HomeBiggest projectsProject TimelinesMozambique LNG project timeline and all you need to know

Mozambique LNG project timeline and all you need to know

The Mozambique LNG project comprises the Golfinho-Atum gas field development in the offshore Area 1 Block of the deep-water Rovuma Basin and the construction of a 12.88 million tonnes per annum (Mtpa) onshore liquefied natural gas (LNG) facility on the Cabo Delgado coast of Mozambique. This will be the first onshore LNG facility in Mozambique.

Area 1 Mozambique LNG facility

The Golfinho and Atum gas fields are located in 1,600m-deep waters within the Rovuma Basin Area 1, approximately 40km off the coast of Cabo Delgado. The Offshore Area-1 is estimated to contain 75 trillion cubic feet (tcf) of recoverable natural gas resources.

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The LNG processing and export facility will be developed in the Afungi peninsula in Cabo Delgado, the northernmost province of Mozambique.

The Area 1 Mozambique LNG facility will consist of two liquefaction trains with a combined nameplate capacity of 12.88Mtpa in the initial phase. It will also house gas pre-treatment facilities and full-containment LNG storage tanks. The LNG production capacity of the facility is proposed to be further expanded up to 50Mtpa in future.

The plant will receive feed gas supply from the Golfinho-Atum gas field through pipeline and produce LNG for export to the Asian and European markets, as well as for domestic consumption in Mozambique.

Other support facilities for the LNG plant will include materials offloading facility and an LNG marine terminal capable of accommodating large LNG carriers, which will also be shared with upcoming Area 4 LNG projects.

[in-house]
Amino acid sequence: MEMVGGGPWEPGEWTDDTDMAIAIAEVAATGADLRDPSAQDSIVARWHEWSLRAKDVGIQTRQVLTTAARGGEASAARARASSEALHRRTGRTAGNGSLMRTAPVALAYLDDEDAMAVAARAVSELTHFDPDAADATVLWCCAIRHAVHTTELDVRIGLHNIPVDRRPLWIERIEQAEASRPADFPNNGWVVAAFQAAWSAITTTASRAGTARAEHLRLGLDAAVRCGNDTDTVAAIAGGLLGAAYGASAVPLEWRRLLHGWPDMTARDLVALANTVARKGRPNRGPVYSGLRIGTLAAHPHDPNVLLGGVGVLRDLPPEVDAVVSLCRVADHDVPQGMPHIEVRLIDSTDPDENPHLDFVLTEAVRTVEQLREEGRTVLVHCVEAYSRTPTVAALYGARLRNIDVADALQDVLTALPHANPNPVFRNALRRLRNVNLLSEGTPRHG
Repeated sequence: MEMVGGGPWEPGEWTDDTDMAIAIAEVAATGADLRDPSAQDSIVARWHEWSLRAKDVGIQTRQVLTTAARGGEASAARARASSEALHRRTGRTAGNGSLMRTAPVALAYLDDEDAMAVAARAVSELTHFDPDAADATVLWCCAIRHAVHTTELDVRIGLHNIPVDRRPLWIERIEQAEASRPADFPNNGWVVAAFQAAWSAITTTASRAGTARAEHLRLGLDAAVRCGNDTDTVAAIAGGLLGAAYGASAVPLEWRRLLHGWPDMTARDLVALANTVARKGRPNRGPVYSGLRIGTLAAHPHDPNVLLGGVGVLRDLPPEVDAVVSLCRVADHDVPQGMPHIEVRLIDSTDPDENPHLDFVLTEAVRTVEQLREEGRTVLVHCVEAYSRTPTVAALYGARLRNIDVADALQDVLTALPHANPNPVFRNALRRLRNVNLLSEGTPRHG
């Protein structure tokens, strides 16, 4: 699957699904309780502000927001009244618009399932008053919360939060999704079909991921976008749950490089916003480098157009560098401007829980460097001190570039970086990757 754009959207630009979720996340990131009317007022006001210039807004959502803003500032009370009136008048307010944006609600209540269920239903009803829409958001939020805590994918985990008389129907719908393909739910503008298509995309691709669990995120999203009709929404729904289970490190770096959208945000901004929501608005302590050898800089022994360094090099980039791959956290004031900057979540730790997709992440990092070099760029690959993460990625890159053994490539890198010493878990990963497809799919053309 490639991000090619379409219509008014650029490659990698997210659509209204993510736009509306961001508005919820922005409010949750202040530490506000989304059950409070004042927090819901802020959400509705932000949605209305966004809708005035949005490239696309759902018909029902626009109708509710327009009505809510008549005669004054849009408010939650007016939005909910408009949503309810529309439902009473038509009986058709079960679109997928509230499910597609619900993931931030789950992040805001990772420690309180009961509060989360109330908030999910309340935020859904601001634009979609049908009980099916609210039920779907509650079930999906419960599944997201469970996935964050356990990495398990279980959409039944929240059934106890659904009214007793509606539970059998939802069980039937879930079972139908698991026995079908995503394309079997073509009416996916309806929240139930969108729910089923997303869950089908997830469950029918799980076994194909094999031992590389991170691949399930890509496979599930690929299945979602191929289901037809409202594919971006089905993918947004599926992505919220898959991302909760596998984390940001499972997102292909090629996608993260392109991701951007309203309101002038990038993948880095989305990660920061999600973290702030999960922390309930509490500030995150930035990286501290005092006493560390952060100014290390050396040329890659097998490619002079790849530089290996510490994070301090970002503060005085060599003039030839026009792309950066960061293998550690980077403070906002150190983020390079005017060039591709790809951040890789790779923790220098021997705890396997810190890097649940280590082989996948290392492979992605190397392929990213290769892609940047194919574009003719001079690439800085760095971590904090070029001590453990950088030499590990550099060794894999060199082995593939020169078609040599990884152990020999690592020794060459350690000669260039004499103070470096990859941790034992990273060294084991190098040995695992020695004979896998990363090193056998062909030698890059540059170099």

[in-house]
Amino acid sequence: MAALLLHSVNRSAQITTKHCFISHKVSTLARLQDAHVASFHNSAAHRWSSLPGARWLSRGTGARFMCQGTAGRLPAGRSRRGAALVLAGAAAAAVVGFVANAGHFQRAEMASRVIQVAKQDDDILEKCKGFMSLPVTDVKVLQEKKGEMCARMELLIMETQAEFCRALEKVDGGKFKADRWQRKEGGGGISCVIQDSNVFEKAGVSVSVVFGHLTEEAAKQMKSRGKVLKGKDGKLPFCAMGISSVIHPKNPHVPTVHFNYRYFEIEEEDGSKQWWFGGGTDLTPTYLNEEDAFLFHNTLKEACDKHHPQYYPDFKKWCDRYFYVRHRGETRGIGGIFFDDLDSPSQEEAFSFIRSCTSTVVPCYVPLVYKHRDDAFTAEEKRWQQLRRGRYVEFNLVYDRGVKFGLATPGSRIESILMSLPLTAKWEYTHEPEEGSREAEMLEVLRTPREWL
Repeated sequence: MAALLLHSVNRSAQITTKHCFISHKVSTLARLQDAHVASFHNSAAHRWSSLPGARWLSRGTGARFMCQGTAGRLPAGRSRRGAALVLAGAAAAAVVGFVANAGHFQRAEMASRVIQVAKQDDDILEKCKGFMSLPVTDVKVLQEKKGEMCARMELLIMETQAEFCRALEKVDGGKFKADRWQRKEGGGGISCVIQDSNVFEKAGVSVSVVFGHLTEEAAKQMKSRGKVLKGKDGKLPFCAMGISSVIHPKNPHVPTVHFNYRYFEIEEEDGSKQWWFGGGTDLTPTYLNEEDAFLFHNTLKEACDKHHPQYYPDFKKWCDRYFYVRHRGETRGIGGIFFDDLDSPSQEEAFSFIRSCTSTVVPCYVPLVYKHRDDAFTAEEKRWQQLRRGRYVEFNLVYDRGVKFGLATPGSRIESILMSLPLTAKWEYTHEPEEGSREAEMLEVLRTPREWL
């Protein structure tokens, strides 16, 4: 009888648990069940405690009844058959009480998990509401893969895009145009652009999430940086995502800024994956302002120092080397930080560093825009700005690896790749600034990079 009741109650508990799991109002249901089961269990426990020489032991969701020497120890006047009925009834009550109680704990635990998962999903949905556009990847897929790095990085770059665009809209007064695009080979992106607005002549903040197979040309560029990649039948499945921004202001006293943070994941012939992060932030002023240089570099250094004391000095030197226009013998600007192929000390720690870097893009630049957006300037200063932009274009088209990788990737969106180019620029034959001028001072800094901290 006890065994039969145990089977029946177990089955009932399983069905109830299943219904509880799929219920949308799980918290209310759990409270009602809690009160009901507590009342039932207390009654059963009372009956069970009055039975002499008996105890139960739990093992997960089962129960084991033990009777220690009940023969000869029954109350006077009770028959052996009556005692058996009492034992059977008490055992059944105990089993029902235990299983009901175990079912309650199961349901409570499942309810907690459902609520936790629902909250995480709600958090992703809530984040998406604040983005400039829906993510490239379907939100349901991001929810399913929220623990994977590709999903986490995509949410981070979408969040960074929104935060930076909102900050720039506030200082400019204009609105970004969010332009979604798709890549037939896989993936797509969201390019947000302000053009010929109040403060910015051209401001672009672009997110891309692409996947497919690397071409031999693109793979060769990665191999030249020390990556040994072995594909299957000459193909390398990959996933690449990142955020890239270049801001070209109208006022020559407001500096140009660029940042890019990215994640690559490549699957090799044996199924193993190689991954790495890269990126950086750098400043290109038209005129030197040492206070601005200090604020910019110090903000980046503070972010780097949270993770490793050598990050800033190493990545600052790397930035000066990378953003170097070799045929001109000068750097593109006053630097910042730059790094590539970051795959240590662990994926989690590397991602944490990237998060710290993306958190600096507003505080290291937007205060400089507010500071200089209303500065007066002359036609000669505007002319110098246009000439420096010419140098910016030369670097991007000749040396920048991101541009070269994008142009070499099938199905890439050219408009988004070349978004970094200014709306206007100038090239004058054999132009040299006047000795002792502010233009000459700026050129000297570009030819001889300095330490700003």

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Project timeline


The environmental impact assessment (EIA) for the Area 1 Mozambique LNG project was carried out.

The Mozambican Ministry of Coordination of Environmental Affairs (MICOA) approved the EIA report in June 2014.


The concessions to design, build and operate the marine facilities for the project were secured from the Government of Mozambique in July 2017.


The Government of Mozambique gave the final approval for the Area 1 Mozambique LNG development plan in March 2018.


The final investment decision (FID) on the Mozambique LNG project, which is estimated to cost approximately US $20bn, was taken in June 2019. Construction works on the integrated LNG project were started in August 2019. The start of production is scheduled for 2024.


The African Development Bank (AfDB) concluded its bid to co-finance the construction of Mozambique’s integrated Liquefied Natural Gas (LNG) plant by signing a senior loan of US $400m for the project.

In August, the government of Mozambique signed a security pact with Total to support the development of the US $20bn Mozambique LNG project amid an insurgency linked to Islamic State.